Artwork one and a half times the size which it will be reproduced, which would be one third down.

Half-round Cutters
Are made from blanks that have been 'split' or 'halved' approximately on centre through a grinding process. This tool has a cross-section that is half of a cylinder and is the choice for most engraving cutter applications.

A printed picture that uses dots to simulate the tones between light and dark. Because a printing press cannot change the tone of ink, it will only print the ink colour being used on press. This works well for printing text or line art: the press simply puts a full dose of ink for each letter or line on the paper, creating small solid areas of ink.…

Halftone cell
An arrangement of dots used to simulate a traditional halftone on a digital printer. Because an imagesetter can only produce black dots, it must simulate shades of grey by turning some of the dots in the cell on or off. If half the dots are on, it appears to be 50% grey. Since PostScript can handle 256 shades of grey, the optimal halftone cell is 8…

Halftone dot
Basic unit in a halftone. Various sizes of halftone dots recreate original continuous-tone copy for reproduction.

Halftone engraving
Relief printing plate made from a halftone negative.

Halftone negative
Negative film used to shoot continuous-tone copy through a halftone screen.

Halftone positive
Film resulting from exposure through a halftone negative.

Halftone process
Process of reproducing continuous-tone copy by shooting it with a screen that separates the image into a series of dots.

Halftone screen
Converts the original grey tones of continuous-tone copy into halftone dots for reproduction.

Halo effect
Occurs when ink builds up around printed letters or halftone dots, giving the centre a lighter appearance. Also called Halation.

The art of engraving done freehand using specially shaped and contoured hand-held tools and requiring a considerable degree of artistic talent.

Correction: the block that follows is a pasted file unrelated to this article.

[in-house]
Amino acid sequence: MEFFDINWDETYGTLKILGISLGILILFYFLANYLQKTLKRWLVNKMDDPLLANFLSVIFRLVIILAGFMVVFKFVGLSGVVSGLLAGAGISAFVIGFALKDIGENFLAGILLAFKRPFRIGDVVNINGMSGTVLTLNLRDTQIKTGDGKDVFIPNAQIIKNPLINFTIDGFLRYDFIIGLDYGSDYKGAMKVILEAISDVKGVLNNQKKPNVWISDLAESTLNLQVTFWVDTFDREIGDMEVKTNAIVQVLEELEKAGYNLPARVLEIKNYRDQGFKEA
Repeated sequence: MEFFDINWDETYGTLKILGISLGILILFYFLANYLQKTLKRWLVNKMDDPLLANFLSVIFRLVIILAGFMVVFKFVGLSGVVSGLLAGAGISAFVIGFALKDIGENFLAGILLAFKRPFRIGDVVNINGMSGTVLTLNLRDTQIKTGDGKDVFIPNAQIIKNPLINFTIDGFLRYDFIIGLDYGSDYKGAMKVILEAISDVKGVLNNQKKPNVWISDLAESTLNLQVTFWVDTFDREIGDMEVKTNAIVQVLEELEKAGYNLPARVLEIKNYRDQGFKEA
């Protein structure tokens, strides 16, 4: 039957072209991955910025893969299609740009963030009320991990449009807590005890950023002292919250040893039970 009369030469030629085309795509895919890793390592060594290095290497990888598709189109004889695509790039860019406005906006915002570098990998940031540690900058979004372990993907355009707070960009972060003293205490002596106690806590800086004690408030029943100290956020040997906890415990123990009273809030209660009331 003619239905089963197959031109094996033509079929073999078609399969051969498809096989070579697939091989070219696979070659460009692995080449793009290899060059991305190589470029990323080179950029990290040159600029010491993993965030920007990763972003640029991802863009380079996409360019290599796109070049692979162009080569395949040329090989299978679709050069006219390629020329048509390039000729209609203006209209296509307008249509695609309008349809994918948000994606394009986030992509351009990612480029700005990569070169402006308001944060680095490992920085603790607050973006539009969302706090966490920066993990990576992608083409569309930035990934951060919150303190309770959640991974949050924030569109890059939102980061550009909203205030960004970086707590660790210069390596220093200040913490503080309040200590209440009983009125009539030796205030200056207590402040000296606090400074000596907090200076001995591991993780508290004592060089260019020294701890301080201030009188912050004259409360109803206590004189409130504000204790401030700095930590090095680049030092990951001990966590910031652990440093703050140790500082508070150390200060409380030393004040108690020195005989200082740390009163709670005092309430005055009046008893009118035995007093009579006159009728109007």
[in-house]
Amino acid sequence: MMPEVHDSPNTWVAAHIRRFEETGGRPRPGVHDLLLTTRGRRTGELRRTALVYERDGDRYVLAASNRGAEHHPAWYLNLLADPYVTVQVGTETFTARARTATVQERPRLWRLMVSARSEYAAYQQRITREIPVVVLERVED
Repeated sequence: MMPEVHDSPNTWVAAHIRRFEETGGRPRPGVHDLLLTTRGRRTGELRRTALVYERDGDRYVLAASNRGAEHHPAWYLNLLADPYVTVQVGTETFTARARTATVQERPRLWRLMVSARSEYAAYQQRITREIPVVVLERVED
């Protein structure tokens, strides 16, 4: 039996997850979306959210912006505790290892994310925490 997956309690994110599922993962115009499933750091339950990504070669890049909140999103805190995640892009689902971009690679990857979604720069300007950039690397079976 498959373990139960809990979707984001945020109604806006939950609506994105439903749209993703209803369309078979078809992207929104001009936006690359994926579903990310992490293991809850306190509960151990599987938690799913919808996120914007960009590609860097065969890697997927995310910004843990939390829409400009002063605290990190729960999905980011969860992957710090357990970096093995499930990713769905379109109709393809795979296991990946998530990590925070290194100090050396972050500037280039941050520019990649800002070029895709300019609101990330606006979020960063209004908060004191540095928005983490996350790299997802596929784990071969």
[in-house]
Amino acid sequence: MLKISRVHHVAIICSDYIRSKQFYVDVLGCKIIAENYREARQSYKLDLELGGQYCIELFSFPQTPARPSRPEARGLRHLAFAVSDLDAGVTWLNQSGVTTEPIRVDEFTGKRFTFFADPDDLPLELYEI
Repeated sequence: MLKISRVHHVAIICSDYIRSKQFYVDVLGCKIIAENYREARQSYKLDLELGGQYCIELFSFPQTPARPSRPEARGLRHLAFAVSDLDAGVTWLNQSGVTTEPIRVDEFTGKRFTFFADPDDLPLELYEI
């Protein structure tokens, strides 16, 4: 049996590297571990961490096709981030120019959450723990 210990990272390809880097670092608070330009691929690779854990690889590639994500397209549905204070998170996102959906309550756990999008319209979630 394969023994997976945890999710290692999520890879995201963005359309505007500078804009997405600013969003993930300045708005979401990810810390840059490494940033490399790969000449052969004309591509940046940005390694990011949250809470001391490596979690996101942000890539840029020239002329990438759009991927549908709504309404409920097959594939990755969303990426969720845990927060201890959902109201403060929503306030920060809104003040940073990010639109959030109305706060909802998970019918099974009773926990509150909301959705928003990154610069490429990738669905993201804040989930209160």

Hang tag
A term used to describe fold-over labels generally used for product identification. These products usually 'hang' in the retail marketplace.

Hanging indent
Where the first line of a paragraph is set full out to the column, and the remaining lines are indented by 1 em.

Hanging punctuation
Punctuation that is allowed to fall outside the margins instead of staying within the measure of the text.

Hard copy
Typewritten copy or computer printout of digital data. Used to check for errors in typesetting, for example.

Hard disk
A rigid disk sealed inside an airtight transport mechanism. Information stored may be accessed more rapidly than on floppy disks and far greater amounts of data may be stored. Often referred to as Winchester disks.

Hard dot
A very clean, fringe less, sharp dot.

A case bound book with a separate stiff board cover.

Degree of hardness. Shore and Rockwell being two scales used to measure and compare hardness.

Hardwood Pulp
Pulp made from deciduous trees (trees that drop their leaves, such as maple and oak). Hardwood pulp has short fibers, which give paper bulk, body, and smoothness. Papers are often made from a blend of hardwood and softwood pulps, combining the qualities of both into a single paper.

A degree of cloudiness in a plastic material.

The margin at the top of a page.

Head trim
Standard allowance (usually 1/8 inch or 3mm) between the tops of pages that are trimmed off.

The compartment that holds pulp slurry before it is sprayed or poured onto the paper-forming wire of a papermaking machine.

Header. See Running head.
See Running head.

Title of the book at the top of each page of text. When the title is on the verso page and the chapter on the recto it is a running head.

Heat resistance